Home builders

Knoxville homebuilders struggle to keep up with real estate demand

The housing shortage in Knoxville is not going to go away. One solution seems obvious: build more houses.

But home builders are currently facing major challenges, including high material costs, supply delays, a shortage of labor, and a lack of available properties.

And the pressure will only tighten: Knoxville needs about 40,000 additional homes by 2050 for the region’s growing population, according to Amy Brooks, executive director of Knoxville-Knox County Planning.

John Cook, President and CEO of Cook Bros. Homes and current president of the Home Builders Association of Greater Knoxville, said Brooks’ estimate seemed low compared to the demand he faces at work.

“In the homebuilding world, 2021 is basically the best and the worst of times,” Cook told Knox News.

A study by the National Association of Realtors estimates that the United States needs 6.8 million more homes to meet demand.

Home builders say it will take everyone working together to solve Knoxville’s supply problem while also upholding its reputation as an affordable place to live.

Calculating construction costs is a guessing game

Building homes right now is expensive and unpredictable.

It is difficult for builders to estimate how much a home will cost due to soaring material costs and manufacturing delays.

“Over the past 20 years we’ve always been able to know, down to 1%, what this house is going to cost us to complete,” Cook said. “Today, with my 20 years of experience, my level of confidence in our ability to predict how much it will cost us to build a house is not good.”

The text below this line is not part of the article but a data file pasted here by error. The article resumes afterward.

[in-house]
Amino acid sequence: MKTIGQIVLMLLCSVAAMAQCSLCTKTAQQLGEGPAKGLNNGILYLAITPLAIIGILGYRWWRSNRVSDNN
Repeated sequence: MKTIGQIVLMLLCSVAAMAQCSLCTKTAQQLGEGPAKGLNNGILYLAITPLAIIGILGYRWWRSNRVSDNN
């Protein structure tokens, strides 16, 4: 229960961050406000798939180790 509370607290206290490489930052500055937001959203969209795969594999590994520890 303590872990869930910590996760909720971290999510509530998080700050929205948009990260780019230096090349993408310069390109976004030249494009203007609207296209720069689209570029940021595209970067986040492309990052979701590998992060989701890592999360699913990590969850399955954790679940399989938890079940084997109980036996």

In May, the National Association of Home Builders reported that higher lumber costs pushed up the price of new homes by an average of $ 36,000.

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In addition to rising costs, the lack of available land in eastern Tennessee is a concern.

Developers buy land and prepare it for housing by installing the necessary infrastructure, including roads, utilities, sewer lines, electricity and more. Then they sell the empty land to a construction company to build houses.

Instead of selling individual plots to builders, many developers are pushing to sell entire subdivisions as infrastructure prices rise. Cook said purchasing such a property was not “financially feasible” for his business and other locally owned operations. The result is fewer convertible lots for local builders.

“The inventory of developable land is going down and it’s going down pretty quickly,” Brooks told Knox News. “We live in an area of ​​the country that has a lot of topography. We have a lot of water. So the land that is still available to be developed is more difficult properties. I think it will prove to be more of a challenge for the development community. “

What is the result for buyers?

Buyers hoping to build a new home face long waits, high costs, and less choice.

Ahead of the pandemic, Cook said his company would agree to build homes up to nine months before construction begins. Estimating the price of a house was easy for Cook at the time. Despite the current strong demand, it is turning away buyers because it is impossible to keep a promise on the final cost.